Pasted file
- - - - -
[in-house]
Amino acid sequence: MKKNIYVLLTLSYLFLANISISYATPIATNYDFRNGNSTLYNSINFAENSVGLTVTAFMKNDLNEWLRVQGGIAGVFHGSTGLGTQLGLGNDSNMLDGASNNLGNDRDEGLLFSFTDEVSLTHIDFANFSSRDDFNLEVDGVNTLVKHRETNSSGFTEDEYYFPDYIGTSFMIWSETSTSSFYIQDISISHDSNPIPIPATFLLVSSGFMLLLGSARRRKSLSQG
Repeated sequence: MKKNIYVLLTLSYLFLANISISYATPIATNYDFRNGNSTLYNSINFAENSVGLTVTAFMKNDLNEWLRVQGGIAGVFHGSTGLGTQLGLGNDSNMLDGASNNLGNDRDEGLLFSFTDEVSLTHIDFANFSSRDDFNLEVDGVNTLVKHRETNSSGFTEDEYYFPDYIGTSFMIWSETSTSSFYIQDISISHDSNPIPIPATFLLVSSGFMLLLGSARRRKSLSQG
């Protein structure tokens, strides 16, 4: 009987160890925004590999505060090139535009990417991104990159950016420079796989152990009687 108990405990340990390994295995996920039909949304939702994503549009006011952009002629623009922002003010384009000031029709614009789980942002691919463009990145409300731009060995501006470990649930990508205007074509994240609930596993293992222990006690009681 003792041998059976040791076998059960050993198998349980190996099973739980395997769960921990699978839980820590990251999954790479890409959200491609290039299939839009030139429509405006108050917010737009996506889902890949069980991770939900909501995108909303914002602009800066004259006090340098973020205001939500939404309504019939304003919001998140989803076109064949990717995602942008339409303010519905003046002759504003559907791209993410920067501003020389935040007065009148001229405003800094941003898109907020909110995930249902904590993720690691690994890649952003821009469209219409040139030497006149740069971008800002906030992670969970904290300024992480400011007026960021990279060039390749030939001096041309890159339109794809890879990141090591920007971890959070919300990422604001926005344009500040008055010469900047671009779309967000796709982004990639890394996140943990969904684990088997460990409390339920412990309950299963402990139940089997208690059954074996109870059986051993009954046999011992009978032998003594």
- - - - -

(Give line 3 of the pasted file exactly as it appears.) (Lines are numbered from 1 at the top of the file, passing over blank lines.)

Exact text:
Repeated sequence: MKKNIYVLLTLSYLFLANISISYATPIATNYDFRNGNSTLYNSINFAENSVGLTVTAFMKNDLNEWLRVQGGIAGVFHGSTGLGTQLGLGNDSNMLDGASNNLGNDRDEGLLFSFTDEVSLTHIDFANFSSRDDFNLEVDGVNTLVKHRETNSSGFTEDEYYFPDYIGTSFMIWSETSTSSFYIQDISISHDSNPIPIPATFLLVSSGFMLLLGSARRRKSLSQG